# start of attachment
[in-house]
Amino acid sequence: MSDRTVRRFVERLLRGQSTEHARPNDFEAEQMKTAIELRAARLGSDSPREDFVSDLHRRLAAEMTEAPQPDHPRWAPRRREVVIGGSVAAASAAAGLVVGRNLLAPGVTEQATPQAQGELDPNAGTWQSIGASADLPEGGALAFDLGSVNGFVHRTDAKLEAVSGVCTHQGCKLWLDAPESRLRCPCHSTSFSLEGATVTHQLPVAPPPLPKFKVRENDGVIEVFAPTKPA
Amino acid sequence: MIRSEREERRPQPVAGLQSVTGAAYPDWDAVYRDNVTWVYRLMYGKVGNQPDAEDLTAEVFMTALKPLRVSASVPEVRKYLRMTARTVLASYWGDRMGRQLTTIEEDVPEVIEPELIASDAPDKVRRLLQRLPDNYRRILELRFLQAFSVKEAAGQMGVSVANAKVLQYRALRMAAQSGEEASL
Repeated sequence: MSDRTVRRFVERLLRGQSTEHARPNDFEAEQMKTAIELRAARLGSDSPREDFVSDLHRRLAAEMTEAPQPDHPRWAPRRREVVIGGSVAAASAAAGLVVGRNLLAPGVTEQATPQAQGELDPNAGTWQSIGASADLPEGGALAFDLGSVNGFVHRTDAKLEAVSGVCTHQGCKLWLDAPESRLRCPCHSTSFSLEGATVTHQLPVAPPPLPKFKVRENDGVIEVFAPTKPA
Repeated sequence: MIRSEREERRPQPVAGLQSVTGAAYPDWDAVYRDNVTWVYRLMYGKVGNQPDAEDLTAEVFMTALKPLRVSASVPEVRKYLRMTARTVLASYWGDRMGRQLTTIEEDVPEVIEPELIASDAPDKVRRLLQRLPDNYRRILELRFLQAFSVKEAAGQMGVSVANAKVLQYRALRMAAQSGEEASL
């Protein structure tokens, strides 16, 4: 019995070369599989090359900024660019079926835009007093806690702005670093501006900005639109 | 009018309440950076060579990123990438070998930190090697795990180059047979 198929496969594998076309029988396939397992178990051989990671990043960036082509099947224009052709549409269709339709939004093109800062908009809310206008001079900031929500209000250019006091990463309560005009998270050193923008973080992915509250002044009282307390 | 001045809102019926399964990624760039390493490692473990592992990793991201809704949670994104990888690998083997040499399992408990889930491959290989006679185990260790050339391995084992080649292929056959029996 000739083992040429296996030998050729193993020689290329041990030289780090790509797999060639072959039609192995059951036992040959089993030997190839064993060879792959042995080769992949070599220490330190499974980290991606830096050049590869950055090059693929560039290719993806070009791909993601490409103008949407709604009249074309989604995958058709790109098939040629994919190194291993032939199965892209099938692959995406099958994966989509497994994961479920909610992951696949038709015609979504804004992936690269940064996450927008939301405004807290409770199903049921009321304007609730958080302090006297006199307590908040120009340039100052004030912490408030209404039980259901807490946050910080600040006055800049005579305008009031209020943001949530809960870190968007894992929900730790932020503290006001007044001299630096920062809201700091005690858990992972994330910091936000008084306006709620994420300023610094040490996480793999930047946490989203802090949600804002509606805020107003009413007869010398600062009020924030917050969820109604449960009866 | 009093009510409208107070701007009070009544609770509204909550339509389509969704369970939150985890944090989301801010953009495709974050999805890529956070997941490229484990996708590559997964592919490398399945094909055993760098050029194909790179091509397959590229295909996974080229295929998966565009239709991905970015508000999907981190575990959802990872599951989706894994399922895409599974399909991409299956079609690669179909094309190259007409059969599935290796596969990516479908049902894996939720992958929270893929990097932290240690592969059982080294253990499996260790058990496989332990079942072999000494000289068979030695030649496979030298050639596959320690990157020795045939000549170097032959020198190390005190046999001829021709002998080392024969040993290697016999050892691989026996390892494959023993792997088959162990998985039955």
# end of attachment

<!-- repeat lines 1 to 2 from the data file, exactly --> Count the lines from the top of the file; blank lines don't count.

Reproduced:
[in-house]
Amino acid sequence: MSDRTVRRFVERLLRGQSTEHARPNDFEAEQMKTAIELRAARLGSDSPREDFVSDLHRRLAAEMTEAPQPDHPRWAPRRREVVIGGSVAAASAAAGLVVGRNLLAPGVTEQATPQAQGELDPNAGTWQSIGASADLPEGGALAFDLGSVNGFVHRTDAKLEAVSGVCTHQGCKLWLDAPESRLRCPCHSTSFSLEGATVTHQLPVAPPPLPKFKVRENDGVIEVFAPTKPA